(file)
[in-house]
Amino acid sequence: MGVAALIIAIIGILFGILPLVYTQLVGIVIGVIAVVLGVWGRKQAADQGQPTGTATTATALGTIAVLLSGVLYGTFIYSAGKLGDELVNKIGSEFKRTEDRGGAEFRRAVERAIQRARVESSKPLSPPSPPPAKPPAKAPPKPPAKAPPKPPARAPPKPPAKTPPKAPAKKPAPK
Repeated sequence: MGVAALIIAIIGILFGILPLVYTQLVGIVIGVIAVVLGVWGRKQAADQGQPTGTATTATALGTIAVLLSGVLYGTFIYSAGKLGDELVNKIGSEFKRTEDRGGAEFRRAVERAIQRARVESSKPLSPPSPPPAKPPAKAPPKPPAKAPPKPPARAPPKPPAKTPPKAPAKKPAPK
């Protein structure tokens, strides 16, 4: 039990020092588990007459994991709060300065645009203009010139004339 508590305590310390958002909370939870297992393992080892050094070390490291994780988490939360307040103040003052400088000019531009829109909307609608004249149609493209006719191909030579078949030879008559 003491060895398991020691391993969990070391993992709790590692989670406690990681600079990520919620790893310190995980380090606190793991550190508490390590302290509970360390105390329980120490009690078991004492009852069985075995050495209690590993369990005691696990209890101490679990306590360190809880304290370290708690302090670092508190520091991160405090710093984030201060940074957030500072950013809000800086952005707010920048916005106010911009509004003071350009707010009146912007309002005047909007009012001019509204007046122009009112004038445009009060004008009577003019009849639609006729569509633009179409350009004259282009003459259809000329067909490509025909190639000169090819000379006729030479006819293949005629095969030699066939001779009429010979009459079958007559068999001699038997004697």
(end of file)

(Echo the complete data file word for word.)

[in-house]
Amino acid sequence: MGVAALIIAIIGILFGILPLVYTQLVGIVIGVIAVVLGVWGRKQAADQGQPTGTATTATALGTIAVLLSGVLYGTFIYSAGKLGDELVNKIGSEFKRTEDRGGAEFRRAVERAIQRARVESSKPLSPPSPPPAKPPAKAPPKPPAKAPPKPPARAPPKPPAKTPPKAPAKKPAPK
Repeated sequence: MGVAALIIAIIGILFGILPLVYTQLVGIVIGVIAVVLGVWGRKQAADQGQPTGTATTATALGTIAVLLSGVLYGTFIYSAGKLGDELVNKIGSEFKRTEDRGGAEFRRAVERAIQRARVESSKPLSPPSPPPAKPPAKAPPKPPAKAPPKPPARAPPKPPAKTPPKAPAKKPAPK
């Protein structure tokens, strides 16, 4: 039990020092588990007459994991709060300065645009203009010139004339 508590305590310390958002909370939870297992393992080892050094070390490291994780988490939360307040103040003052400088000019531009829109909307609608004249149609493209006719191909030579078949030879008559 003491060895398991020691391993969990070391993992709790590692989670406690990681600079990520919620790893310190995980380090606190793991550190508490390590302290509970360390105390329980120490009690078991004492009852069985075995050495209690590993369990005691696990209890101490679990306590360190809880304290370290708690302090670092508190520091991160405090710093984030201060940074957030500072950013809000800086952005707010920048916005106010911009509004003071350009707010009146912007309002005047909007009012001019509204007046122009009112004038445009009060004008009577003019009849639609006729569509633009179409350009004259282009003459259809000329067909490509025909190639000169090819000379006729030479006819293949005629095969030699066939001779009429010979009459079958007559068999001699038997004697």